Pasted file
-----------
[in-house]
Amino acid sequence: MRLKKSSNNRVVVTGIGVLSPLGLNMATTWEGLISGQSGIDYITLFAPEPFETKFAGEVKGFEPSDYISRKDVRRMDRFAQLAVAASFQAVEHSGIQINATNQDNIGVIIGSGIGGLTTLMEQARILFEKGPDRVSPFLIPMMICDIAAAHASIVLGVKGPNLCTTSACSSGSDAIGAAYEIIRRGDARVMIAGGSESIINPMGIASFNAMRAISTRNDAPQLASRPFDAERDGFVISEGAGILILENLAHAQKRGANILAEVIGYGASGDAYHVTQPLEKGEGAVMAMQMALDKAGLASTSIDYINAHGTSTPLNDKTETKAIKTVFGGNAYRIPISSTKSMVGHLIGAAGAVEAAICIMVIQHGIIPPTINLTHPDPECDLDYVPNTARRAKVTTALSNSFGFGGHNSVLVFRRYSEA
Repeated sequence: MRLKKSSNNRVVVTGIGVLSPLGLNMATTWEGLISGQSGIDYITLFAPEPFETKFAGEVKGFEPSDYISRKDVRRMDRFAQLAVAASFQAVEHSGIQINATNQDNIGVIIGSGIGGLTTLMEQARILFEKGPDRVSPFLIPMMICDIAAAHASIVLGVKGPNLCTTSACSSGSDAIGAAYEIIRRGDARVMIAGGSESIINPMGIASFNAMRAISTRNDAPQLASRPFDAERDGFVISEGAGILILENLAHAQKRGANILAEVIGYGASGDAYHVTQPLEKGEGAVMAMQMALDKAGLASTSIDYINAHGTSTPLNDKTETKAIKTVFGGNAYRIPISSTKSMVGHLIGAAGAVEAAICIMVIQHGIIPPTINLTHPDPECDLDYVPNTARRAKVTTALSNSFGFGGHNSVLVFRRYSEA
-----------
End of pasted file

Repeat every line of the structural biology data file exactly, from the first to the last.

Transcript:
[in-house]
Amino acid sequence: MRLKKSSNNRVVVTGIGVLSPLGLNMATTWEGLISGQSGIDYITLFAPEPFETKFAGEVKGFEPSDYISRKDVRRMDRFAQLAVAASFQAVEHSGIQINATNQDNIGVIIGSGIGGLTTLMEQARILFEKGPDRVSPFLIPMMICDIAAAHASIVLGVKGPNLCTTSACSSGSDAIGAAYEIIRRGDARVMIAGGSESIINPMGIASFNAMRAISTRNDAPQLASRPFDAERDGFVISEGAGILILENLAHAQKRGANILAEVIGYGASGDAYHVTQPLEKGEGAVMAMQMALDKAGLASTSIDYINAHGTSTPLNDKTETKAIKTVFGGNAYRIPISSTKSMVGHLIGAAGAVEAAICIMVIQHGIIPPTINLTHPDPECDLDYVPNTARRAKVTTALSNSFGFGGHNSVLVFRRYSEA
Repeated sequence: MRLKKSSNNRVVVTGIGVLSPLGLNMATTWEGLISGQSGIDYITLFAPEPFETKFAGEVKGFEPSDYISRKDVRRMDRFAQLAVAASFQAVEHSGIQINATNQDNIGVIIGSGIGGLTTLMEQARILFEKGPDRVSPFLIPMMICDIAAAHASIVLGVKGPNLCTTSACSSGSDAIGAAYEIIRRGDARVMIAGGSESIINPMGIASFNAMRAISTRNDAPQLASRPFDAERDGFVISEGAGILILENLAHAQKRGANILAEVIGYGASGDAYHVTQPLEKGEGAVMAMQMALDKAGLASTSIDYINAHGTSTPLNDKTETKAIKTVFGGNAYRIPISSTKSMVGHLIGAAGAVEAAICIMVIQHGIIPPTINLTHPDPECDLDYVPNTARRAKVTTALSNSFGFGGHNSVLVFRRYSEA